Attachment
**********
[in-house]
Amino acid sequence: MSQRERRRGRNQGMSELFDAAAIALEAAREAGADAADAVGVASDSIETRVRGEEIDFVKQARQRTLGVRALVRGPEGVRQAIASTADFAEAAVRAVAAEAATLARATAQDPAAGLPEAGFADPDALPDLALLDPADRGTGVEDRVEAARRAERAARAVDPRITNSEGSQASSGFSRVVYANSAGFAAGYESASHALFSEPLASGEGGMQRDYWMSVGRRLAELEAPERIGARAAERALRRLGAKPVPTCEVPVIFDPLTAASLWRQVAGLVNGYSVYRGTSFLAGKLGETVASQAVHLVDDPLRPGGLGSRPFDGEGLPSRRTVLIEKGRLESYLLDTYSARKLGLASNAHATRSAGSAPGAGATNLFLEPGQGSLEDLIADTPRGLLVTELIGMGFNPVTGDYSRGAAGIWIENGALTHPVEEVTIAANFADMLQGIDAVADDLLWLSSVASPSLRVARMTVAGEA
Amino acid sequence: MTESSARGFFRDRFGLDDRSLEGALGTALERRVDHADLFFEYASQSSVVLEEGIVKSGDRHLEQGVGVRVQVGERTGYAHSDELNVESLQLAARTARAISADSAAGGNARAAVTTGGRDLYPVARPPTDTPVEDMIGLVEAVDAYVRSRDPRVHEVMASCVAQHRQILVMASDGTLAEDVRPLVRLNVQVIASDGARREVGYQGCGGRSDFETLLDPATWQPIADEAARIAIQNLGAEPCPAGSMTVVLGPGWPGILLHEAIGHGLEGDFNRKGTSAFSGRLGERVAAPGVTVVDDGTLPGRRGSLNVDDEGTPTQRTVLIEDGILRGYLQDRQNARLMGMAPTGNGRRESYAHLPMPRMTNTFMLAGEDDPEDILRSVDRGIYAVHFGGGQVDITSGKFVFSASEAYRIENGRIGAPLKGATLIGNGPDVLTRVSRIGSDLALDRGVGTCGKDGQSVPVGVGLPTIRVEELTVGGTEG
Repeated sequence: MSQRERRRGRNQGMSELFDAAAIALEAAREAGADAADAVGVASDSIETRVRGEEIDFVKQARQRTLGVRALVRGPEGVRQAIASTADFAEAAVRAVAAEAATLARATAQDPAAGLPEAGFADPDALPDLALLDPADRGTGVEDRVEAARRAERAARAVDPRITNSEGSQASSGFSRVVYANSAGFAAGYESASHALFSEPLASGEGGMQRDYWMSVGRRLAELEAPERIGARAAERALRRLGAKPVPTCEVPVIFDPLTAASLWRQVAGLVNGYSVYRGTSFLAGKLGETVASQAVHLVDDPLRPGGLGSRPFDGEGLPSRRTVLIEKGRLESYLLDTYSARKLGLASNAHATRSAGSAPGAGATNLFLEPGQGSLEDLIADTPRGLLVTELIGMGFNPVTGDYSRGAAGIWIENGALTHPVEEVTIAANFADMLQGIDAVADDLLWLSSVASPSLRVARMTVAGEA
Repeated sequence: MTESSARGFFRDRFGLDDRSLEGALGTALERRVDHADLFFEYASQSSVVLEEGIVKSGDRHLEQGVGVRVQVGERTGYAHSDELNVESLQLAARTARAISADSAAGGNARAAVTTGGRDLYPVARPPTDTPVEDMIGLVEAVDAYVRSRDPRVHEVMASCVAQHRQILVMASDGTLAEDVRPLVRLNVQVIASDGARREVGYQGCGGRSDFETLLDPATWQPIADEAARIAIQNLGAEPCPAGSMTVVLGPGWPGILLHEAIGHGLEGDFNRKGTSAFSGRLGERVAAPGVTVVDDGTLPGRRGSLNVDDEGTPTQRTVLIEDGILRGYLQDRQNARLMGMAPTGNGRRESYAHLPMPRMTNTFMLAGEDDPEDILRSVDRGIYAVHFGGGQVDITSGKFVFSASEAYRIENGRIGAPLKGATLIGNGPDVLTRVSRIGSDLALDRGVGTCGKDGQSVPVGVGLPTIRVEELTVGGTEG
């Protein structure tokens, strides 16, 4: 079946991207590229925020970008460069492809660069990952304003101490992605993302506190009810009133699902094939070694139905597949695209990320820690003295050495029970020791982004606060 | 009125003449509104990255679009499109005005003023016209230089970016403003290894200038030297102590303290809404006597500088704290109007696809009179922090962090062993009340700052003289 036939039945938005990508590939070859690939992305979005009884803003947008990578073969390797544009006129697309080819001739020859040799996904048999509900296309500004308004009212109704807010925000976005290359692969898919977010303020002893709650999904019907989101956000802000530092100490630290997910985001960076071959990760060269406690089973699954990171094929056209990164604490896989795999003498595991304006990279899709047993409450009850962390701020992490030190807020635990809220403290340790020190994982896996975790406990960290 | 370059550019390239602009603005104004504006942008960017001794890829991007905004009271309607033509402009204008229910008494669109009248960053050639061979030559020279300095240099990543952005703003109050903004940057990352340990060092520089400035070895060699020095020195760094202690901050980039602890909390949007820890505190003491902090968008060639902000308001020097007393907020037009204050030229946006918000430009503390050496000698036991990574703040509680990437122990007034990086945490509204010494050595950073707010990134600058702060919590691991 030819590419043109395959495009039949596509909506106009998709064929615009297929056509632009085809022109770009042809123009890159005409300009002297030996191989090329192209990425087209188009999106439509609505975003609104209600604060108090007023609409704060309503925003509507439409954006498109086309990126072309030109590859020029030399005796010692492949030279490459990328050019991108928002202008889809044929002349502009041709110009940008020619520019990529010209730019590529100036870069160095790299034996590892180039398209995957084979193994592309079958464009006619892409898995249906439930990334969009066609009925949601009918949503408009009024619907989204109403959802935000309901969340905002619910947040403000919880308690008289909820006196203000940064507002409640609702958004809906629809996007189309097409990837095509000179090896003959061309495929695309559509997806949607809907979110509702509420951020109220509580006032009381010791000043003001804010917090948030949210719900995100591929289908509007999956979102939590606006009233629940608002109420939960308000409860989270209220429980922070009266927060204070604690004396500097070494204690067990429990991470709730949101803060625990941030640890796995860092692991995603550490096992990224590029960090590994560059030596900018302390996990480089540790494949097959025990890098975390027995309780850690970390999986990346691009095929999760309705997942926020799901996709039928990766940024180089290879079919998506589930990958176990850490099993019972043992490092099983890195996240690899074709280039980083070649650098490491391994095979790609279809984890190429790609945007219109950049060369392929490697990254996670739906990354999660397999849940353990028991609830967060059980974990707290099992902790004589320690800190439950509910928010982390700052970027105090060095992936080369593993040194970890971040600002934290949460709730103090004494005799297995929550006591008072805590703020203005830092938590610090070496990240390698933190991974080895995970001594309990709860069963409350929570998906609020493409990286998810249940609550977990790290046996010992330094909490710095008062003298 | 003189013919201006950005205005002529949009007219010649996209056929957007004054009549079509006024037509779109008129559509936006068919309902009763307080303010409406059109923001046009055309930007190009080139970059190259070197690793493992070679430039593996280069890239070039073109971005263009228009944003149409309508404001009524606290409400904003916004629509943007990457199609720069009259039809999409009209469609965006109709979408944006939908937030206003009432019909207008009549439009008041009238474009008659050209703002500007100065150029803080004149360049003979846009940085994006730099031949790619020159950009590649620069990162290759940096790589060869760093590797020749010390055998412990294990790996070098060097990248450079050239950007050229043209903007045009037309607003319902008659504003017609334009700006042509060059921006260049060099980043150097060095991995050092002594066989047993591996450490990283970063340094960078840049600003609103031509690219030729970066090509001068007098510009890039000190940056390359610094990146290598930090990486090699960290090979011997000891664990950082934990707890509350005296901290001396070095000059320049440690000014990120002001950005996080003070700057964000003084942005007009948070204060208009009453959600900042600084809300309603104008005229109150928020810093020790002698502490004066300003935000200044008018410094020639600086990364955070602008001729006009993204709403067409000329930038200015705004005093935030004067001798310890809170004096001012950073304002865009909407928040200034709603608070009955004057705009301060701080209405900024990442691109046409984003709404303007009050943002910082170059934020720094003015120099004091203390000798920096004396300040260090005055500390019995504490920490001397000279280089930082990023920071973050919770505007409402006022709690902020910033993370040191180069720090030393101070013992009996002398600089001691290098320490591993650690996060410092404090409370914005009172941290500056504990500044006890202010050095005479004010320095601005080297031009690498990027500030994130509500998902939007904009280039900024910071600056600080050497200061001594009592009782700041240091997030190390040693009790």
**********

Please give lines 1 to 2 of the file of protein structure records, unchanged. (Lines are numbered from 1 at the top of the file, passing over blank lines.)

[in-house]
Amino acid sequence: MSQRERRRGRNQGMSELFDAAAIALEAAREAGADAADAVGVASDSIETRVRGEEIDFVKQARQRTLGVRALVRGPEGVRQAIASTADFAEAAVRAVAAEAATLARATAQDPAAGLPEAGFADPDALPDLALLDPADRGTGVEDRVEAARRAERAARAVDPRITNSEGSQASSGFSRVVYANSAGFAAGYESASHALFSEPLASGEGGMQRDYWMSVGRRLAELEAPERIGARAAERALRRLGAKPVPTCEVPVIFDPLTAASLWRQVAGLVNGYSVYRGTSFLAGKLGETVASQAVHLVDDPLRPGGLGSRPFDGEGLPSRRTVLIEKGRLESYLLDTYSARKLGLASNAHATRSAGSAPGAGATNLFLEPGQGSLEDLIADTPRGLLVTELIGMGFNPVTGDYSRGAAGIWIENGALTHPVEEVTIAANFADMLQGIDAVADDLLWLSSVASPSLRVARMTVAGEA